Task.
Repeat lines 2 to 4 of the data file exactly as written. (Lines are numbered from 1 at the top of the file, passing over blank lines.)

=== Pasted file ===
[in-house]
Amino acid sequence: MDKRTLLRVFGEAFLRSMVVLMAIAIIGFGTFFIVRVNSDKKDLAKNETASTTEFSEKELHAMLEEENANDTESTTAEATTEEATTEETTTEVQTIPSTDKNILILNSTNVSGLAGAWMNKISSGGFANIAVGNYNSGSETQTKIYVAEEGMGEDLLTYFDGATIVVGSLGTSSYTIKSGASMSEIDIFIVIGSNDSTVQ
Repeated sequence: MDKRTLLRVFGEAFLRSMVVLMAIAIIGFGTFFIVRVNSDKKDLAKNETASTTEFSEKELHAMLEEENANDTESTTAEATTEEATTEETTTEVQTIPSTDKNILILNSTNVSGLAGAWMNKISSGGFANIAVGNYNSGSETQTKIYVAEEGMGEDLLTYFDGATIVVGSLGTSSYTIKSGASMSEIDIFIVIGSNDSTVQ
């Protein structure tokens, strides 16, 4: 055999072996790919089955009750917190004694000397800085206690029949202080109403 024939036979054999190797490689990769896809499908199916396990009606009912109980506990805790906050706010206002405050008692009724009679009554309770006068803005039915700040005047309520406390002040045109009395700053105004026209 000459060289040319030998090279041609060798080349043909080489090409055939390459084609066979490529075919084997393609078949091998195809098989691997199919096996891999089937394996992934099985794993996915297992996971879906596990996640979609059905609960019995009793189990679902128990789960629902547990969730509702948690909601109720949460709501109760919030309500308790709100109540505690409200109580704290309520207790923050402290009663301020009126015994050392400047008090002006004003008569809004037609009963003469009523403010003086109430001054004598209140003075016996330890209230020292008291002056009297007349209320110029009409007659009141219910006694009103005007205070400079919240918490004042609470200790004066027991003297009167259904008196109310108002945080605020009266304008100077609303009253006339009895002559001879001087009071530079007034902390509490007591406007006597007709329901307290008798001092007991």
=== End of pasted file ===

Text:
Amino acid sequence: MDKRTLLRVFGEAFLRSMVVLMAIAIIGFGTFFIVRVNSDKKDLAKNETASTTEFSEKELHAMLEEENANDTESTTAEATTEEATTEETTTEVQTIPSTDKNILILNSTNVSGLAGAWMNKISSGGFANIAVGNYNSGSETQTKIYVAEEGMGEDLLTYFDGATIVVGSLGTSSYTIKSGASMSEIDIFIVIGSNDSTVQ
Repeated sequence: MDKRTLLRVFGEAFLRSMVVLMAIAIIGFGTFFIVRVNSDKKDLAKNETASTTEFSEKELHAMLEEENANDTESTTAEATTEEATTEETTTEVQTIPSTDKNILILNSTNVSGLAGAWMNKISSGGFANIAVGNYNSGSETQTKIYVAEEGMGEDLLTYFDGATIVVGSLGTSSYTIKSGASMSEIDIFIVIGSNDSTVQ
């Protein structure tokens, strides 16, 4: 055999072996790919089955009750917190004694000397800085206690029949202080109403 024939036979054999190797490689990769896809499908199916396990009606009912109980506990805790906050706010206002405050008692009724009679009554309770006068803005039915700040005047309520406390002040045109009395700053105004026209 000459060289040319030998090279041609060798080349043909080489090409055939390459084609066979490529075919084997393609078949091998195809098989691997199919096996891999089937394996992934099985794993996915297992996971879906596990996640979609059905609960019995009793189990679902128990789960629902547990969730509702948690909601109720949460709501109760919030309500308790709100109540505690409200109580704290309520207790923050402290009663301020009126015994050392400047008090002006004003008569809004037609009963003469009523403010003086109430001054004598209140003075016996330890209230020292008291002056009297007349209320110029009409007659009141219910006694009103005007205070400079919240918490004042609470200790004066027991003297009167259904008196109310108002945080605020009266304008100077609303009253006339009895002559001879001087009071530079007034902390509490007591406007006597007709329901307290008798001092007991």